By the numbers: closing the digital divide

An ABS report tells us how many people had accessed the internet over the previous 12 months ... apparently 21 per cent of us didn't.
Written by Phil Dobbie, Contributor

On the face of it there was nothing too surprising about the latest statistics from the Australian Bureau of Statistics (ABS) on the use of internet. The ABS's "Household Use of Information Technology" report tells us how many people had accessed the internet over the previous 12 months — apparently 21 per cent of us didn't.

"Who are these laggards?" one might ask. Well, 67 per cent of them aren't working and 74 per cent have no education beyond Year 12. So is it economic disparity that is keeping people off the net? Or is it the other way round? If they got online they could access Seek and get a job.


(Credit: Phil Dobbie/ZDNet Australia)

Charting index values against averages is one way of looking at which sectors are still disadvantaged. So to explain: in the graph above, anything over 100 shows a group with a higher-than-average proportion of internet users. Back in 2001, 18-24 year olds, for example, were far more likely than the average person to be using the internet, but these days they are closer to the norm (100).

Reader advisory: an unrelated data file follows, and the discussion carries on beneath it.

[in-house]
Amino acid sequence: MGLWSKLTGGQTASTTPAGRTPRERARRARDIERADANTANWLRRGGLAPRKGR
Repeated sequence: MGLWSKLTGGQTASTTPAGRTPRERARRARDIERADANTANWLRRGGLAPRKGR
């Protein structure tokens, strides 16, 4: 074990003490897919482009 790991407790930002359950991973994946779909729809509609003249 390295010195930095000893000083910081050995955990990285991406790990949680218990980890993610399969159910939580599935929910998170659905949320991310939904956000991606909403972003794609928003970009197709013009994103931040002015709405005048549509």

That's because older groups have caught up: 55-64 year olds are almost as likely as anyone to be an internet user.

It's clear to see that in most categories the dark blue bar is moving closer to 100, indicating that the variation from the average is diminishing and internet use is becoming more ubiquitous. Even folks in rural Australia are close to the average mark, despite all our protestations about needing the NBN to fix the regional divide.

It's encouraging news. Over the last 10 years, the internet has gone from being the domain (excuse the pun) of wealthy, educated urbanites (used by less than half the population), to something frequented by 80 per cent of us, touching almost all sectors of the community. Only those aged 65 or over (an index of 35) are really resisting the urge.

All of which brings us to an interesting question: if it's poverty that is stopping people from accessing the internet, shouldn't the government have insisted that NBN Co offer a free or low-cost walled garden of public content, accessible by all? Wouldn't that do a better job of closing the digital divide, which is clearly more economic than geographic?

Without such an approach, however much money is spent, we'll do little to move beyond the current levels of penetration.

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